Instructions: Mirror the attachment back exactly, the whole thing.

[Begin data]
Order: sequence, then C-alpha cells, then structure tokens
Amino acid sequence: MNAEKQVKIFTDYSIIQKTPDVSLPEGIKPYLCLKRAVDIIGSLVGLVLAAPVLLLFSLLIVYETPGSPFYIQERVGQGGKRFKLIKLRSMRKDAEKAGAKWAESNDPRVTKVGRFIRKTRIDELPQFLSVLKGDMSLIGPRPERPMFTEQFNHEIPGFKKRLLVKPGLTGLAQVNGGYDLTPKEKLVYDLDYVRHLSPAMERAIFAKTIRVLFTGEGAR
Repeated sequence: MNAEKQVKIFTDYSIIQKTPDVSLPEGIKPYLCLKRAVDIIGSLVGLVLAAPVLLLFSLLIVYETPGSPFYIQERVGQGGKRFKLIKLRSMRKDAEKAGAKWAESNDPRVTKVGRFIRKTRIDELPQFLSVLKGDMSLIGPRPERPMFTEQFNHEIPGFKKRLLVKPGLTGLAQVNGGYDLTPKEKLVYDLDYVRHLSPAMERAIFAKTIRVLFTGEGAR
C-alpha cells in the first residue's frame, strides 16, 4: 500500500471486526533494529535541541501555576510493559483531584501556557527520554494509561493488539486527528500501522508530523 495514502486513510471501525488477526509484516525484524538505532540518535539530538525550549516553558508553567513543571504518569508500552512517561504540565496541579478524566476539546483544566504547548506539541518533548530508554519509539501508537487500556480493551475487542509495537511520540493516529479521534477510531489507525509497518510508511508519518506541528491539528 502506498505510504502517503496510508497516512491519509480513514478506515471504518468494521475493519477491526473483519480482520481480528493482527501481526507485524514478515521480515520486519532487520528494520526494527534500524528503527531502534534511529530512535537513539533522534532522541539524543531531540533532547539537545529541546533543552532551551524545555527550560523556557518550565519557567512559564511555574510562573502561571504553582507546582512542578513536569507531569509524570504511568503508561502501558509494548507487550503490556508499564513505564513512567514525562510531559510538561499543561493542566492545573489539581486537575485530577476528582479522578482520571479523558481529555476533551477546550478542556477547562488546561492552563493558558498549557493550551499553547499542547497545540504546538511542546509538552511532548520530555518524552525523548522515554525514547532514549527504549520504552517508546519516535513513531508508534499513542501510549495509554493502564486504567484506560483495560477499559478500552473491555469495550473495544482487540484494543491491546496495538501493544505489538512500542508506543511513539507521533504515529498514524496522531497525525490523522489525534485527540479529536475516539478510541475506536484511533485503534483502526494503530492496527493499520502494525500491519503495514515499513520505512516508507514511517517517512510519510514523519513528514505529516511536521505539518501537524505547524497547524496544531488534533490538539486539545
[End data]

Order: sequence, then C-alpha cells, then structure tokens
Amino acid sequence: MNAEKQVKIFTDYSIIQKTPDVSLPEGIKPYLCLKRAVDIIGSLVGLVLAAPVLLLFSLLIVYETPGSPFYIQERVGQGGKRFKLIKLRSMRKDAEKAGAKWAESNDPRVTKVGRFIRKTRIDELPQFLSVLKGDMSLIGPRPERPMFTEQFNHEIPGFKKRLLVKPGLTGLAQVNGGYDLTPKEKLVYDLDYVRHLSPAMERAIFAKTIRVLFTGEGAR
Repeated sequence: MNAEKQVKIFTDYSIIQKTPDVSLPEGIKPYLCLKRAVDIIGSLVGLVLAAPVLLLFSLLIVYETPGSPFYIQERVGQGGKRFKLIKLRSMRKDAEKAGAKWAESNDPRVTKVGRFIRKTRIDELPQFLSVLKGDMSLIGPRPERPMFTEQFNHEIPGFKKRLLVKPGLTGLAQVNGGYDLTPKEKLVYDLDYVRHLSPAMERAIFAKTIRVLFTGEGAR
C-alpha cells in the first residue's frame, strides 16, 4: 500500500471486526533494529535541541501555576510493559483531584501556557527520554494509561493488539486527528500501522508530523 495514502486513510471501525488477526509484516525484524538505532540518535539530538525550549516553558508553567513543571504518569508500552512517561504540565496541579478524566476539546483544566504547548506539541518533548530508554519509539501508537487500556480493551475487542509495537511520540493516529479521534477510531489507525509497518510508511508519518506541528491539528 502506498505510504502517503496510508497516512491519509480513514478506515471504518468494521475493519477491526473483519480482520481480528493482527501481526507485524514478515521480515520486519532487520528494520526494527534500524528503527531502534534511529530512535537513539533522534532522541539524543531531540533532547539537545529541546533543552532551551524545555527550560523556557518550565519557567512559564511555574510562573502561571504553582507546582512542578513536569507531569509524570504511568503508561502501558509494548507487550503490556508499564513505564513512567514525562510531559510538561499543561493542566492545573489539581486537575485530577476528582479522578482520571479523558481529555476533551477546550478542556477547562488546561492552563493558558498549557493550551499553547499542547497545540504546538511542546509538552511532548520530555518524552525523548522515554525514547532514549527504549520504552517508546519516535513513531508508534499513542501510549495509554493502564486504567484506560483495560477499559478500552473491555469495550473495544482487540484494543491491546496495538501493544505489538512500542508506543511513539507521533504515529498514524496522531497525525490523522489525534485527540479529536475516539478510541475506536484511533485503534483502526494503530492496527493499520502494525500491519503495514515499513520505512516508507514511517517517512510519510514523519513528514505529516511536521505539518501537524505547524497547524496544531488534533490538539486539545